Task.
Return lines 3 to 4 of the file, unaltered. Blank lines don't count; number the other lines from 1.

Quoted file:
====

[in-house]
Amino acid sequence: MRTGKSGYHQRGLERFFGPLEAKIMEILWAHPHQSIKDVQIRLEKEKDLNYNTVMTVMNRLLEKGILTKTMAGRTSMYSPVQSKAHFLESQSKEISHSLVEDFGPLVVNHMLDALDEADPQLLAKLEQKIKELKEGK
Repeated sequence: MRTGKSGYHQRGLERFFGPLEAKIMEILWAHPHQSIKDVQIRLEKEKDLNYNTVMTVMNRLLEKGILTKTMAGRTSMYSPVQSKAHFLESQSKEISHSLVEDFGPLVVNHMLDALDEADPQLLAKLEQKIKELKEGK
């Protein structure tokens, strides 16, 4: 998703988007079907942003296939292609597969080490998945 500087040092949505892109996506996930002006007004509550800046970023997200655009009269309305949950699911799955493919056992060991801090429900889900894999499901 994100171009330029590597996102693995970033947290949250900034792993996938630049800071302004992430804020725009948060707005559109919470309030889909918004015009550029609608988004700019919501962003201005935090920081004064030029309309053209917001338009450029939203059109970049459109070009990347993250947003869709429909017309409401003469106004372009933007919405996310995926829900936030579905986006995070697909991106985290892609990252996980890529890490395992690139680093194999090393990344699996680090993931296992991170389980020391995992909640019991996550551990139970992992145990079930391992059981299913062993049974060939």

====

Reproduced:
Repeated sequence: MRTGKSGYHQRGLERFFGPLEAKIMEILWAHPHQSIKDVQIRLEKEKDLNYNTVMTVMNRLLEKGILTKTMAGRTSMYSPVQSKAHFLESQSKEISHSLVEDFGPLVVNHMLDALDEADPQLLAKLEQKIKELKEGK
């Protein structure tokens, strides 16, 4: 998703988007079907942003296939292609597969080490998945 500087040092949505892109996506996930002006007004509550800046970023997200655009009269309305949950699911799955493919056992060991801090429900889900894999499901 994100171009330029590597996102693995970033947290949250900034792993996938630049800071302004992430804020725009948060707005559109919470309030889909918004015009550029609608988004700019919501962003201005935090920081004064030029309309053209917001338009450029939203059109970049459109070009990347993250947003869709429909017309409401003469106004372009933007919405996310995926829900936030579905986006995070697909991106985290892609990252996980890529890490395992690139680093194999090393990344699996680090993931296992991170389980020391995992909640019991996550551990139970992992145990079930391992059981299913062993049974060939």